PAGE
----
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Grey Squirrels: Fieldwork Observations

The grey squirrel is a mammal that is native to the United States and some provinces of Canada. Due to its grey fur, the squirrel frequently occurs in city environments since the color increases the species’ survival rate in urban conditions. As a consequence, these animals and their behavior are of great interest to researchers. Fieldwork observations might help understand their behavioral patterns better and measure the intelligence and cognition of the grey squirrel, which live in close proximity to humans. Interacting with other species and modifying their behavioral patterns, these animals adjust and survive successfully.

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First of all, the behavior of grey squirrels can be considered as highly vigilance with regard to cues of safety. Lilly et al. (2019) show in their research that grey squirrels adapt adequately to the environment to protect themselves from predators. More particularly, researchers pay their attention to the interaction of these animals with birds: they respond to “bird chatter,” perceiving it as an indicator of the lack of danger.

Lilly et al. (2019) compared the behavior of squirrels when birds chirp and when there was no chatter but “playback recording of a red-tailed hawk.” Hence, they have found that, in the second case, squirrels more frequently looked up and demonstrated vigilance behavior, whereas, after the chatter, they showed a lower level of alertness. In other words, it suggests that they use information included in bird chatter as a signal of safety. Given that, it can be claimed that grey squirrels adjust their behavior and the level of alarm in accordance with species, which shares the same carnivores. Thus, such interspecies interaction as a measure of safety might prove the high rate of intelligence of the grey squirrels.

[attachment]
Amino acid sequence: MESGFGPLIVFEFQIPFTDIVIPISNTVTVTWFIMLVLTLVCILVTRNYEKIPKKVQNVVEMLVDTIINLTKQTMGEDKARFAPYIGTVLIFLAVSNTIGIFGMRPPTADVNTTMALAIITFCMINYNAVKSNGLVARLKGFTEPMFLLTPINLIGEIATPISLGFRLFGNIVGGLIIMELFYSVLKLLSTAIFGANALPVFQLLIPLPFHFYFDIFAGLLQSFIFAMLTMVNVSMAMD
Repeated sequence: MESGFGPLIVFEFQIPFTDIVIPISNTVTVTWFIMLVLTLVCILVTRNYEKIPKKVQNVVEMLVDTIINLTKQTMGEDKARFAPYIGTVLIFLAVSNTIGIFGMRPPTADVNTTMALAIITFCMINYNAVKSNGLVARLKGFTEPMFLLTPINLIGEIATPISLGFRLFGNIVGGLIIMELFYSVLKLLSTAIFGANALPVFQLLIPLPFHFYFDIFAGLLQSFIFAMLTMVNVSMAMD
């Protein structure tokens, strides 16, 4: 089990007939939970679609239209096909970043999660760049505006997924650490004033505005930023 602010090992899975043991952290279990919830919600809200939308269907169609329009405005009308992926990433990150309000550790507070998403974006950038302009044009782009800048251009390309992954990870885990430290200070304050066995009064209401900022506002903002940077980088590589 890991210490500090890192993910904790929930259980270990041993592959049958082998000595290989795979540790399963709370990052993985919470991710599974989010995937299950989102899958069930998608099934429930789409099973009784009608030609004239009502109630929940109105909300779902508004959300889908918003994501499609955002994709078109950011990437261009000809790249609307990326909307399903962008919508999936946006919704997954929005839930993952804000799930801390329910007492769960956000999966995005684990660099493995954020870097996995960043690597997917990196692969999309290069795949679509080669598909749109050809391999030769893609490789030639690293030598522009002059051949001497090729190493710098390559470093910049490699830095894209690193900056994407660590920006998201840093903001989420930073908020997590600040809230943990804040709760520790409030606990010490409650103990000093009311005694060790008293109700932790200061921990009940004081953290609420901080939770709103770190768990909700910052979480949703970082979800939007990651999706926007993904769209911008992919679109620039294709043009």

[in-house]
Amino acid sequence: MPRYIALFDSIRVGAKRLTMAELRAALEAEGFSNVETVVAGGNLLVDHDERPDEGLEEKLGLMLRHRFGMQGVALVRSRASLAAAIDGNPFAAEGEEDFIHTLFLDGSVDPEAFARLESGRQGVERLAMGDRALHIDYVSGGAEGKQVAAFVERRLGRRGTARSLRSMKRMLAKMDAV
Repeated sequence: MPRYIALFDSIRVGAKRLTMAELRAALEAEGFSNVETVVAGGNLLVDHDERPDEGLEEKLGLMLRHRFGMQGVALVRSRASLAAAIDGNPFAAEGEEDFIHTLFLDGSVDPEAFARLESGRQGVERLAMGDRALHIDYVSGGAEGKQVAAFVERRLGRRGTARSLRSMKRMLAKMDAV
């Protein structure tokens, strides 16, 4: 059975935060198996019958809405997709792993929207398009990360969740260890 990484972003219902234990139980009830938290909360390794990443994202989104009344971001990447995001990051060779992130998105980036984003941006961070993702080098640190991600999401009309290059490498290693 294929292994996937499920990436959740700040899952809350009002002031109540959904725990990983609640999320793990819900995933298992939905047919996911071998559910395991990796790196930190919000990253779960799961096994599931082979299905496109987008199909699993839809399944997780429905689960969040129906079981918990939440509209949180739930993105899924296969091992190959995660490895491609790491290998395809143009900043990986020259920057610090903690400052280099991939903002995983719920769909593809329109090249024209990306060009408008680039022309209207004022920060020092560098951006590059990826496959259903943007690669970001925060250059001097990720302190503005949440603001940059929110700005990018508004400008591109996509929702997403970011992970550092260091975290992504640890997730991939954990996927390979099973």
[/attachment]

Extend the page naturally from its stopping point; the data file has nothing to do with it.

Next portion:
Concerning grey squirrels behavior in terms of evolution and learning, they show a high degree of readiness to change preferred behavior and a willingness to switch to other methods of resolving problems. With regard to learned behavior, Chow et al. (2019) found that grey squirrels can inhabit innate and learned behavior when it becomes unproductive and search for alternative solutions. When an animal finds a successful method for solving a problem, it learns and applies it as a cognitively economical method for solving similar problems. However, animals need some adjustment mechanisms in order to change these behavioral patterns if they are not effective anymore.

These behavioral adjustments reflect animals’ cognitive flexibility essential for problem-solving success (Chow et al., 2019). In other words, the researchers outlined two indicators of problem-solving flexibility. They found that all squirrels successfully dealt with the altered problem, which could not be solved through the previous methods, on the first trial. Moreover, animals showed “solving durations comparable to their last experience of using their preferred solution” (Chow et al., 2019). Thus, it can be claimed that, due to their inhibitory control, grey squirrels do not necessarily emit innate or learned behavior if it is not effective; as a consequence, they adapt successfully to changing environment.